Ten of Alembics: Satiety


Ten of Alembics: Satiety

Historical: Lord of Perfected Happiness

Ruling Pentagram: Pent #10 “Resplendent” – Air of (Sun) The Penetrating, Wind
Berashith: “And Elohim said, “Let Tiamat be collected in one place”

Ruling Hexagram: Hex #52 ( gèn), Keeping Still (Mountain)

Tiered Bigrams: Air (Above), Earth (Middle), Water (Below)

Element/Planet: Water of Earth (Malkuth, Kingdom)

Planet/Sun Sign: Mars in Pisces

Keywords: Vacation, Relaxation, Home, Pleasure, Generosity, Religious Clarity,  Security, Placid, Death After a Long Life

Keywords (Ill-Dignified): Lingering on before Death, Pity, Quietness, Waste, Backlog, Old Emotional Pain, Quarreling based on Old Memories


Golden Dawn: Called The Ten of Cups The Lord of Perfected Success, the Ten of Cups card corresponds to the planetary Mars and the zodiacal Pisces and places at Sephira #10 (Malkuth,) in the Golden Dawn system. It is associated with the Angels Aasliah and Mihal.
     Mostly tranquil imagery is depicted, lotuses are commonly shown, and the cups are overflowing.

Thoth: Oh, here we go again, unstable cups spilling water all over. “Malkuth is bad, man, it’s really really bad!”  And Mars disrupts everything because Mars is “gross and violent” contrasting with the “peaceful and spiritualized” Pisces. My question is, why is the prophet fawning over the so-called spirituality of the dead aeon and damning Mars, the planet of War? Is this not the Age of War and Science? There is no answer for it, except for Crowley’s plagued and divided mind which would haunt him, his whole life over. He writes nothing more on the card than this short paragraph.
     The card itself is orange and red all over, just like the Ten of Swords. A weird looking Tree of Life stands behind, connecting to a cloud, or rose, up in Kether. It may be it is malformed due to Mars in Pisces, or whatever.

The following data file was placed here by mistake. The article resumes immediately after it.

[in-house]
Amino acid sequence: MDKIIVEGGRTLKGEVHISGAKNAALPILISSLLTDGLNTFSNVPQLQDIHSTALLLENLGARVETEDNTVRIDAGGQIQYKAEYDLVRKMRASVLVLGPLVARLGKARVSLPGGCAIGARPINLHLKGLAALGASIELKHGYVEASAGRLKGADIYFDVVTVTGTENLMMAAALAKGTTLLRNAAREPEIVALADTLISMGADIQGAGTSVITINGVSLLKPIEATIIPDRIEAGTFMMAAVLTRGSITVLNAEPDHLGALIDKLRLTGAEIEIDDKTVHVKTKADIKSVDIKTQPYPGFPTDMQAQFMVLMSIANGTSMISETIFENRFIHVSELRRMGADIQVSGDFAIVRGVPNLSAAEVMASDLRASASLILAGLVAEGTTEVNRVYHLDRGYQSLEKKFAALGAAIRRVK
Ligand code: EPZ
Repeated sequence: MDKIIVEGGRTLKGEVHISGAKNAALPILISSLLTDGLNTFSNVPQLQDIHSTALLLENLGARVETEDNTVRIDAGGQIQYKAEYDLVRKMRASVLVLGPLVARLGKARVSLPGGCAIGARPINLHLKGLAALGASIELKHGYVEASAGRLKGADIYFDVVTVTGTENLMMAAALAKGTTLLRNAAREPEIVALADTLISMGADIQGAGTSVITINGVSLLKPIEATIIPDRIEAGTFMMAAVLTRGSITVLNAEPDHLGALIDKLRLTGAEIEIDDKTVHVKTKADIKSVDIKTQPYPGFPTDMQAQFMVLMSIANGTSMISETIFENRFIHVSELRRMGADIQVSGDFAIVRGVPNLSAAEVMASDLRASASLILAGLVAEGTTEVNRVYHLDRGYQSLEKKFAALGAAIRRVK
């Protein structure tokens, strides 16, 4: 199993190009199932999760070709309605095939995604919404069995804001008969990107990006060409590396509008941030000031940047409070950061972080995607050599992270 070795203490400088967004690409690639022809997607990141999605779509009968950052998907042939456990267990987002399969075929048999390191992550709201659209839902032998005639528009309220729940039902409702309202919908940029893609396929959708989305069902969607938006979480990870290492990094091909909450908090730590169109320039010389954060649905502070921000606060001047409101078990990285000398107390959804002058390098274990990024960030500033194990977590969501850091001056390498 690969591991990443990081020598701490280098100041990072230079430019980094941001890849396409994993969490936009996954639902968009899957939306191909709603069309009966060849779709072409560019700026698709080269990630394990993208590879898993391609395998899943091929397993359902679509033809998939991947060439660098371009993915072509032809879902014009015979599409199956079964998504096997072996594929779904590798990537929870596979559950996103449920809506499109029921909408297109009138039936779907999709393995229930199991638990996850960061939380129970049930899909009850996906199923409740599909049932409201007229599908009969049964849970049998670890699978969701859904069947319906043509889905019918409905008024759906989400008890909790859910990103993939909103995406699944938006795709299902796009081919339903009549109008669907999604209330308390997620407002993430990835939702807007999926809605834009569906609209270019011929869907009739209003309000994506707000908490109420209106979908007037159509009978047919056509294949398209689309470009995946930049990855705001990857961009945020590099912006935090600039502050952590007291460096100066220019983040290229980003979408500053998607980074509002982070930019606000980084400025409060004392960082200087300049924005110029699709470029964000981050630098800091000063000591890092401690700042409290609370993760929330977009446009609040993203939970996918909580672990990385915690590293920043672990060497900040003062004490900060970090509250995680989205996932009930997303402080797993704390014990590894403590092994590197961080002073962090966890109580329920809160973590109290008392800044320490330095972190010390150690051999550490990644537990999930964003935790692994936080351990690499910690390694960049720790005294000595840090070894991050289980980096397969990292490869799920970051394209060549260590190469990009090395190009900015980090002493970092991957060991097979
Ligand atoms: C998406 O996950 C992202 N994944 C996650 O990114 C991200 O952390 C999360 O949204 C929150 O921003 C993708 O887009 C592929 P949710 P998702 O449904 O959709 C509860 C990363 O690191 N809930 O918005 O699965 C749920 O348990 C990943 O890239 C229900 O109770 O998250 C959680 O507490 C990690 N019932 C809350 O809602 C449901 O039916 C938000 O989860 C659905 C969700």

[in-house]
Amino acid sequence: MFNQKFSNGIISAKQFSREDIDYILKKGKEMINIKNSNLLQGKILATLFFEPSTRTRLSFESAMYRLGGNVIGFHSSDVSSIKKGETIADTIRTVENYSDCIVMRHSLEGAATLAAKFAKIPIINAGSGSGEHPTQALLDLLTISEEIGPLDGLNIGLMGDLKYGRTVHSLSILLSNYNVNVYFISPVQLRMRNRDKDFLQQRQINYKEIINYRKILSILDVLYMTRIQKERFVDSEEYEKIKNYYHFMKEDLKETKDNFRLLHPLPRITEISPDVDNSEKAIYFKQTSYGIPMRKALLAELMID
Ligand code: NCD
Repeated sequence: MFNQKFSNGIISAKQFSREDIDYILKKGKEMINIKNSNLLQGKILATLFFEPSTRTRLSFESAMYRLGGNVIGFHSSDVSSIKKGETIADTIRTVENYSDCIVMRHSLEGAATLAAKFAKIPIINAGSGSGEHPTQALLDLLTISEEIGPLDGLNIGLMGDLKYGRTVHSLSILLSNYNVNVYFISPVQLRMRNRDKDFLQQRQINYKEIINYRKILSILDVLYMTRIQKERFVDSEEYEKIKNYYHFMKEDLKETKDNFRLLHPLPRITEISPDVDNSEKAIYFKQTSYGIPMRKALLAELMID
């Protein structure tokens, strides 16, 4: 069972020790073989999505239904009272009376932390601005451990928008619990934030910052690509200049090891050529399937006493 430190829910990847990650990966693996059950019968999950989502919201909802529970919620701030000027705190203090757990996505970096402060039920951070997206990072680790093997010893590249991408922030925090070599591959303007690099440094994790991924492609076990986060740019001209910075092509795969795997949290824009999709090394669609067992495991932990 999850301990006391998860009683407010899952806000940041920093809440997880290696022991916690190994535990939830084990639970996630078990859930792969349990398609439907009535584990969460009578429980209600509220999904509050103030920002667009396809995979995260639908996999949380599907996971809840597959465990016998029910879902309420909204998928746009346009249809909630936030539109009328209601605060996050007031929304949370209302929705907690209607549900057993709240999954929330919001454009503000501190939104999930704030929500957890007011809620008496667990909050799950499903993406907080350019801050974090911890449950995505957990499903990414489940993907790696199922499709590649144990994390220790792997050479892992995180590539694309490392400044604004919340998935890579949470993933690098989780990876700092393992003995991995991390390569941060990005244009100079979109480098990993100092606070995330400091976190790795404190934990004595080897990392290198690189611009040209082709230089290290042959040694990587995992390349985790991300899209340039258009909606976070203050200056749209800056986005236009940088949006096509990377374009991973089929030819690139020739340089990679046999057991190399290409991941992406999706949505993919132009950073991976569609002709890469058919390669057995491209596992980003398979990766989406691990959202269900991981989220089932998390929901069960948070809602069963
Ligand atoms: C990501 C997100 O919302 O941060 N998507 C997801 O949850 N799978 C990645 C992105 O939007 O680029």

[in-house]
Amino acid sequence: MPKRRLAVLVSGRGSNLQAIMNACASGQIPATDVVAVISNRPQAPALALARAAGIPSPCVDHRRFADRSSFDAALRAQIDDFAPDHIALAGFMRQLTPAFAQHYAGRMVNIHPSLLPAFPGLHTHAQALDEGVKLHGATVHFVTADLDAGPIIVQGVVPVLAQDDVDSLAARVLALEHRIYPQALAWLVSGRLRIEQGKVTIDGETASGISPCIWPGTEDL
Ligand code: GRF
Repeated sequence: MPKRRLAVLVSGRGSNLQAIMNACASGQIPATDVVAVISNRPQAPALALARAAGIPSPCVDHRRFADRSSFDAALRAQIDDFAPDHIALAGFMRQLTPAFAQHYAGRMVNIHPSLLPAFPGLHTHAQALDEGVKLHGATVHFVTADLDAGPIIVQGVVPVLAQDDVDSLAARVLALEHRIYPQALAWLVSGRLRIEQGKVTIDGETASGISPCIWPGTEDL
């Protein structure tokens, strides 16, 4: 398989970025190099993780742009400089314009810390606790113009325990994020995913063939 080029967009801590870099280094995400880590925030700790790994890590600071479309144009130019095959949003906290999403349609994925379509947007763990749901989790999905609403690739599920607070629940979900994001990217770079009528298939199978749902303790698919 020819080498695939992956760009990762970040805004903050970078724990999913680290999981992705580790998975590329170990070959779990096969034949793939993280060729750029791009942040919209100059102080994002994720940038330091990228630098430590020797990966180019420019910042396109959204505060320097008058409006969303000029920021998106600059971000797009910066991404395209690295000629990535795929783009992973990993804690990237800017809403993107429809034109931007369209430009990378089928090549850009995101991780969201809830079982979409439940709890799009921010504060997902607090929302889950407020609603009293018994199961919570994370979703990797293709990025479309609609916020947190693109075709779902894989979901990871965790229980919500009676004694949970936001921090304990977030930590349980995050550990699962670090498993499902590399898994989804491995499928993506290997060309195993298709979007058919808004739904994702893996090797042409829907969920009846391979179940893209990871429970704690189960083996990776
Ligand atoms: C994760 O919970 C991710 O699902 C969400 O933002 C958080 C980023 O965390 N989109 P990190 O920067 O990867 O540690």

Mutational Alchemy Interpretation: Ten of Alembics shares one of eight double Hexagrams with Ten of Blades, Ten of Alembics and Ten of Staves. This one is Mountain over Mountain, #52, and indicates great strength and stability.
     I cannot help but think of the Mountain Goddess Parvati, who certainly is equitable to the personification of The Mother this card represents, it is the element of Water, taken to its maximum. She does tend to be emotional, in certain circumstances, but no one would ever accuse her of being *unstable.*
     The tiered Bigrams reveal Water in the below, Earth in the mid region and Air in the above, the perfect image of an island paradise. The card is a good omen, generally. Water of Earth can be connected with any water scene, seaside, waterfalls, lakeside, riverside. Mars of Pisces actually helps fortify Pisces and is completely necessary to the sign, in the Nu Aeon. There is a connection to the Queen of Alembics as well. When the Water element goes to war, it tends to be for reasons of Great Justice.
     In the Pentagram, we have Air of Wind, indicating the warfare will be of an intellectual and communicative type. The card may indicate politics or intellectual debate or a warfare of doctrines. This is especially so if both doctrines have two different views, both of which have their own truths.

The Scene: Connected with the waters of Malkuth, Kingdom, Satiety features Dôn, the Welsh name of the Mother Goddess. She is the sister of Math fab Mathonwy, a sacred King and later regarded even today as a god of magick, sorcery and enchantment.  Dôn is married to Beli Mawr, god of death, she is not featured in the Mabinogion, that collection of Welsh literature, even though she is an ancestor or relative of many of its actors.
     She is the penultimate goddess of the concept of Courtly Love. As ladies beloved by the chivalrous knight are extensions of the Queen, so too are Queens extensions of the ultimate feminine goddess, who is represented here by the mother of the children of light. A “Wife of the Deep” like Melusine on The Princess of Alembics, Dôn is also a fully realized Goddess.
     The bright faeries who surround her are exactly that, the Children of Light, as opposed to Llŷr’s Children of Darkness.